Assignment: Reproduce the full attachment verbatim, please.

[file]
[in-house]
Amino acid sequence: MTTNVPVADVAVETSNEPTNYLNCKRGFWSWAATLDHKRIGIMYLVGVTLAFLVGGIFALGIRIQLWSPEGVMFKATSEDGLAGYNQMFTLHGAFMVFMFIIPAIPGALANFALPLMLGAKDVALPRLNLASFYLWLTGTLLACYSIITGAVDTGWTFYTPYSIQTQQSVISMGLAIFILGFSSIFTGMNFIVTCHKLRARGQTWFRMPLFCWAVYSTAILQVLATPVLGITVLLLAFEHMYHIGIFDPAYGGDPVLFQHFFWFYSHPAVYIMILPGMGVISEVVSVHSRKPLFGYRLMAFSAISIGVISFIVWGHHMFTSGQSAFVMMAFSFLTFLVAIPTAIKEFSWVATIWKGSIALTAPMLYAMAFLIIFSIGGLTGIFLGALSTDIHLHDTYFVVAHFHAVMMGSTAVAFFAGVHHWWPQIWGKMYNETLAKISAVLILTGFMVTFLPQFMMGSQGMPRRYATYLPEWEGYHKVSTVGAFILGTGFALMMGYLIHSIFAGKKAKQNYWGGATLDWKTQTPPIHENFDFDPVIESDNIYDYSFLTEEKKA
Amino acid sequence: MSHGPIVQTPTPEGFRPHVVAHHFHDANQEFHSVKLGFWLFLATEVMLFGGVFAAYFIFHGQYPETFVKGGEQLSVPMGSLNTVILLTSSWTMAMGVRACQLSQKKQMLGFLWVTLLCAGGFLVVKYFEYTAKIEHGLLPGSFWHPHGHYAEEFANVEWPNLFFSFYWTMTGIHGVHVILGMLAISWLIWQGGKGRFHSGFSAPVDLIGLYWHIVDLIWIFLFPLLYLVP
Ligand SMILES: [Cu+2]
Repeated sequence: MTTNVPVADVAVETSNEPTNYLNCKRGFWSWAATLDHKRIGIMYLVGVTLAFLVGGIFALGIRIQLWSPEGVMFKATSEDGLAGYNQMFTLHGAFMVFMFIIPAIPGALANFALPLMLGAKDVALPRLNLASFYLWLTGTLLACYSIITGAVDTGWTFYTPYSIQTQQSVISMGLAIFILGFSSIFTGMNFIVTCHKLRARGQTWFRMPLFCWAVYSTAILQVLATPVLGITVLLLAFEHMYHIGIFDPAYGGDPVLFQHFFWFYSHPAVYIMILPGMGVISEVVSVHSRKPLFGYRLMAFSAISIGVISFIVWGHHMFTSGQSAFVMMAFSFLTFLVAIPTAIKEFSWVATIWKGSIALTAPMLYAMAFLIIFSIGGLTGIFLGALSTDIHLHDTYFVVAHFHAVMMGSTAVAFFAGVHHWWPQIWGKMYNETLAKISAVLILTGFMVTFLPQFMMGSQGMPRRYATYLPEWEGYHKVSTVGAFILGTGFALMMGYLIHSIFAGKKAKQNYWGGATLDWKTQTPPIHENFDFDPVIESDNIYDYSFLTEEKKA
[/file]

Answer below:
[in-house]
Amino acid sequence: MTTNVPVADVAVETSNEPTNYLNCKRGFWSWAATLDHKRIGIMYLVGVTLAFLVGGIFALGIRIQLWSPEGVMFKATSEDGLAGYNQMFTLHGAFMVFMFIIPAIPGALANFALPLMLGAKDVALPRLNLASFYLWLTGTLLACYSIITGAVDTGWTFYTPYSIQTQQSVISMGLAIFILGFSSIFTGMNFIVTCHKLRARGQTWFRMPLFCWAVYSTAILQVLATPVLGITVLLLAFEHMYHIGIFDPAYGGDPVLFQHFFWFYSHPAVYIMILPGMGVISEVVSVHSRKPLFGYRLMAFSAISIGVISFIVWGHHMFTSGQSAFVMMAFSFLTFLVAIPTAIKEFSWVATIWKGSIALTAPMLYAMAFLIIFSIGGLTGIFLGALSTDIHLHDTYFVVAHFHAVMMGSTAVAFFAGVHHWWPQIWGKMYNETLAKISAVLILTGFMVTFLPQFMMGSQGMPRRYATYLPEWEGYHKVSTVGAFILGTGFALMMGYLIHSIFAGKKAKQNYWGGATLDWKTQTPPIHENFDFDPVIESDNIYDYSFLTEEKKA
Amino acid sequence: MSHGPIVQTPTPEGFRPHVVAHHFHDANQEFHSVKLGFWLFLATEVMLFGGVFAAYFIFHGQYPETFVKGGEQLSVPMGSLNTVILLTSSWTMAMGVRACQLSQKKQMLGFLWVTLLCAGGFLVVKYFEYTAKIEHGLLPGSFWHPHGHYAEEFANVEWPNLFFSFYWTMTGIHGVHVILGMLAISWLIWQGGKGRFHSGFSAPVDLIGLYWHIVDLIWIFLFPLLYLVP
Ligand SMILES: [Cu+2]
Repeated sequence: MTTNVPVADVAVETSNEPTNYLNCKRGFWSWAATLDHKRIGIMYLVGVTLAFLVGGIFALGIRIQLWSPEGVMFKATSEDGLAGYNQMFTLHGAFMVFMFIIPAIPGALANFALPLMLGAKDVALPRLNLASFYLWLTGTLLACYSIITGAVDTGWTFYTPYSIQTQQSVISMGLAIFILGFSSIFTGMNFIVTCHKLRARGQTWFRMPLFCWAVYSTAILQVLATPVLGITVLLLAFEHMYHIGIFDPAYGGDPVLFQHFFWFYSHPAVYIMILPGMGVISEVVSVHSRKPLFGYRLMAFSAISIGVISFIVWGHHMFTSGQSAFVMMAFSFLTFLVAIPTAIKEFSWVATIWKGSIALTAPMLYAMAFLIIFSIGGLTGIFLGALSTDIHLHDTYFVVAHFHAVMMGSTAVAFFAGVHHWWPQIWGKMYNETLAKISAVLILTGFMVTFLPQFMMGSQGMPRRYATYLPEWEGYHKVSTVGAFILGTGFALMMGYLIHSIFAGKKAKQNYWGGATLDWKTQTPPIHENFDFDPVIESDNIYDYSFLTEEKKA